Pope Francis said Monday he was frightened that Venezuela’s political crisis could evolve into a “bloodbath.”
“What I am afraid of is a bloodbath,” the pope told reporters during a 50-minute press conference aboard the papal plane returning from Panama, adding that “the problem of violence terrifies me.”
“In this moment I support the all the people of Venezuela because they are suffering, those of one side and the other,” he said.
While other world leaders and even the Venezuelan bishops have declared dictator Nicolás Maduro’s presidency null and void, so far Pope Francis has tried not to alienate Maduro and even sent a Vatican representative to attend his inauguration while other nations boycotted the event in protest.
In early January, the Venezuelan bishops issued a forceful statement, denouncing Maduro’s new term in office as “illegitimate” and warning that it initiates an era of arbitrary rule in the beleaguered nation.
“We are faced with arbitrary rule, without respect for the guarantees laid down in the Constitution or the highest principles of the dignity of the people,” the bishops said.
As a result, “the claim to be initiating a new presidential term of office on 10 January 2019 is illegitimate in its origin and opens the door to the non-recognition of the government, since it lacks democratic support in justice and law,” they said.
The bishops declared that in the present crisis, “the National Assembly, elected by the free and democratic vote of the Venezuelan people, is currently the sole organ of public authority with the legitimacy to exercise its powers with sovereignty.”
After the Christmas festivities, a large group of Latin American leaders wrote to Pope Francis to express their consternation with the pope’s soft-pedaling of the abuses of the Maduro regime.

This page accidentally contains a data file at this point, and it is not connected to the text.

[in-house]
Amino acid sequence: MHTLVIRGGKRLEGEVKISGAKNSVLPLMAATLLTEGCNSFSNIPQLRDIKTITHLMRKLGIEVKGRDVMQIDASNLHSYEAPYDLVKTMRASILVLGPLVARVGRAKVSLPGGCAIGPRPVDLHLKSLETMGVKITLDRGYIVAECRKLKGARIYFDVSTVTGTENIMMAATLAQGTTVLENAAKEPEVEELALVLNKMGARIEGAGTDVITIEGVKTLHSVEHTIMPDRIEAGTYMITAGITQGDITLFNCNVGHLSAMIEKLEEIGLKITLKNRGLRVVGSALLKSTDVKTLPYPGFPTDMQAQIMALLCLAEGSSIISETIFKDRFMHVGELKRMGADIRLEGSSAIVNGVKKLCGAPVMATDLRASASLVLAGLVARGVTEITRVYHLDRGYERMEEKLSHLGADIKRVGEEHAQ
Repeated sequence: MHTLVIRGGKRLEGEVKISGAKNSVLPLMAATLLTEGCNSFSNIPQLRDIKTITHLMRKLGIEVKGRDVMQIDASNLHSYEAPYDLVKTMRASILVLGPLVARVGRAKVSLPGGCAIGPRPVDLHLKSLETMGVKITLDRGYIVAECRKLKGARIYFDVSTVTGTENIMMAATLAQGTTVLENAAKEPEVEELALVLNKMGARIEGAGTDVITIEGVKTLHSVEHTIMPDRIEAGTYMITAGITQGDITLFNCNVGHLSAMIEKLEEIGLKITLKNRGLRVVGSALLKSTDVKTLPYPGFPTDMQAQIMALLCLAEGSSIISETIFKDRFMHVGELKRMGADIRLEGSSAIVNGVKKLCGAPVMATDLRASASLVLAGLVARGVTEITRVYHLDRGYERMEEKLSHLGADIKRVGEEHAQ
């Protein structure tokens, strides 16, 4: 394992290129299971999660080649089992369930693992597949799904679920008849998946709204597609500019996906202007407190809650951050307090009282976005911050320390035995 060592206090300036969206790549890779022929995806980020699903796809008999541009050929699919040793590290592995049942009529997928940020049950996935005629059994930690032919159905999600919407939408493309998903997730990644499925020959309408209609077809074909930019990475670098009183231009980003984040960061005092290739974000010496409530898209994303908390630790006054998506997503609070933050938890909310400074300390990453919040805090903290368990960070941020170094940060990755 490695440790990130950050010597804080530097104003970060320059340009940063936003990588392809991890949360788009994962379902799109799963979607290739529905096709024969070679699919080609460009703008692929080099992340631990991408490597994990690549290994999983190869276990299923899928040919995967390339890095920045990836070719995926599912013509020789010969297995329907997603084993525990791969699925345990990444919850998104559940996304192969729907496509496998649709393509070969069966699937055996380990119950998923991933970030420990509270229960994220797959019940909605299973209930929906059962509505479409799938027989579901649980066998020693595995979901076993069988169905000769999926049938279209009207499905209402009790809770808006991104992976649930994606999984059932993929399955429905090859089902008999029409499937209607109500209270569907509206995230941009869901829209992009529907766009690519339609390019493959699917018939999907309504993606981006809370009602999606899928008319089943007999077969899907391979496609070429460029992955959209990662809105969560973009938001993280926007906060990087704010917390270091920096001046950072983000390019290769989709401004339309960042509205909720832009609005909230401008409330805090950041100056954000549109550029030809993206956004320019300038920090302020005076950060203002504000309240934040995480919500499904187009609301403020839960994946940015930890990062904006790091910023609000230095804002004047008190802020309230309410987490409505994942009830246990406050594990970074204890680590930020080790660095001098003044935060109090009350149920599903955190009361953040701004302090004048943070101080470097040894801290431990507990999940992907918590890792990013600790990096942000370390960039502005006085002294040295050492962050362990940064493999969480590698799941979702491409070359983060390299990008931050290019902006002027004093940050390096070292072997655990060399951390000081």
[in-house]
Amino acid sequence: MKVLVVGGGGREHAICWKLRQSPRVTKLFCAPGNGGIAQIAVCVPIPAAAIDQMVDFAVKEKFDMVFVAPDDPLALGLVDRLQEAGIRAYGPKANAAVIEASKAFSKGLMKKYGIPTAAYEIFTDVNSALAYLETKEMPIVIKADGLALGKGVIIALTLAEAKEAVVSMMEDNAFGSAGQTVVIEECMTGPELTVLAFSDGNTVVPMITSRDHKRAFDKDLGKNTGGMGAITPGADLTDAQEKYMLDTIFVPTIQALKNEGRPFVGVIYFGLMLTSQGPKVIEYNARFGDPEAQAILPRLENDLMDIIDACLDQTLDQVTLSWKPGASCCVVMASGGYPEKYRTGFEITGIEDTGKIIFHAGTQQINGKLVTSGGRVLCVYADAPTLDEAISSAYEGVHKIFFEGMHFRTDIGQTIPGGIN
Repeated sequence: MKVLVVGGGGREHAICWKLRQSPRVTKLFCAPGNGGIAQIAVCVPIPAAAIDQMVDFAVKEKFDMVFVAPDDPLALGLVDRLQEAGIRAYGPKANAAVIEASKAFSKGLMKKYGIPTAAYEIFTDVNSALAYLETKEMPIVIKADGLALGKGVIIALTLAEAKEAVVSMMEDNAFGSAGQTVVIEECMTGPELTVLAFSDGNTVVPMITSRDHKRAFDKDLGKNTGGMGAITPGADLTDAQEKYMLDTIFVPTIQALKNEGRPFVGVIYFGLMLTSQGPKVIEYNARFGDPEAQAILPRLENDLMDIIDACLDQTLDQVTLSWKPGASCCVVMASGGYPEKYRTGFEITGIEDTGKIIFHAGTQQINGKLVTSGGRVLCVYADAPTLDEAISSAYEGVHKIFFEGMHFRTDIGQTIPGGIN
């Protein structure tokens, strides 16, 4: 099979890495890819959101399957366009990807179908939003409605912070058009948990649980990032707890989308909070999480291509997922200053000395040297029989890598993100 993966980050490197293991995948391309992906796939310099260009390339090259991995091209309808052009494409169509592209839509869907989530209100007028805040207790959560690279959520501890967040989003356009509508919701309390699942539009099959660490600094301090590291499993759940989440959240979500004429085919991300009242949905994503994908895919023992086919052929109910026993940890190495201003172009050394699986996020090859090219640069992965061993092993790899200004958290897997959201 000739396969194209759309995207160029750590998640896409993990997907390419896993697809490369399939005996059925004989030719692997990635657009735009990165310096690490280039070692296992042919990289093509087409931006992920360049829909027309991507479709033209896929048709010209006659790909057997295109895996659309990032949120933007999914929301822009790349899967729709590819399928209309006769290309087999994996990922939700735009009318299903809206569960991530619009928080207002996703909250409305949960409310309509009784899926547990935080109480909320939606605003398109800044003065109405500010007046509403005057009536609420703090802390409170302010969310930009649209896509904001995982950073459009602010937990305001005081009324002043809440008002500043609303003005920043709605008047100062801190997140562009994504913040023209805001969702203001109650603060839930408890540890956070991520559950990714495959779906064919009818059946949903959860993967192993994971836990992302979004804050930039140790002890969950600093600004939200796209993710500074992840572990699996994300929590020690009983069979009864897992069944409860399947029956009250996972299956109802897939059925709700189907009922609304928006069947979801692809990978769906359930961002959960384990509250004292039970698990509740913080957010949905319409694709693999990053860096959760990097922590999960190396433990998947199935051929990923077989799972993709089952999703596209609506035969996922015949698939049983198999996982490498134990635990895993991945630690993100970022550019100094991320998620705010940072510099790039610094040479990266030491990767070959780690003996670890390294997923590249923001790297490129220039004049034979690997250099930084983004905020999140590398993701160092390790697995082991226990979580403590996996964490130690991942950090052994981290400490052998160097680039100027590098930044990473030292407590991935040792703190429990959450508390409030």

In his 2018 Christmas address, the pope touched on the situation of Venezuela as well as that of Nicaragua, but the blandness of his remarks seemed to irritate rather than console.
“May this blessed season allow Venezuela once more to recover social harmony and enable all the members of society to work fraternally for the country’s development and to aid the most vulnerable sectors of the population,” the pontiff said.
Shortly afterward, twenty former Latin America heads of state and government, including Nobel Peace Prize-winner and former president of Costa Rica Oscar Arias, wrote a letter to the pope complaining of the wording of his address, saying that it minimized the oppression of Venezuelans and Nicaraguans at the hands of their governments.
“We are concerned about the call of your Holiness to social harmony,” the letter stated, “because in the present context it can be understood as asking the countries who are victims to be in concord with their oppressors, in particular, in the case of Venezuela, with a government that has produced 3 million refugees.”
Last Wednesday, Venezuela’s opposition leader Juan Guaido proclaimed himself “acting president” of the beleaguered nation. The United States and a dozen countries in the region have pledged their support to Guaido, while other nations — such as Russia and China — still recognize Maduro.
“If I underscored what this or that country says, I would take a position on something I do not know; it would be a pastoral imprudence on my part and I would do damage,” the pope said during the in-flight presser.
“I have thought and rethought the words I said. And I believe that with them I have expressed my closeness, what I feel. I suffer for what is happening right now in Venezuela and for this I have called for a just and peaceful solution,” he said.
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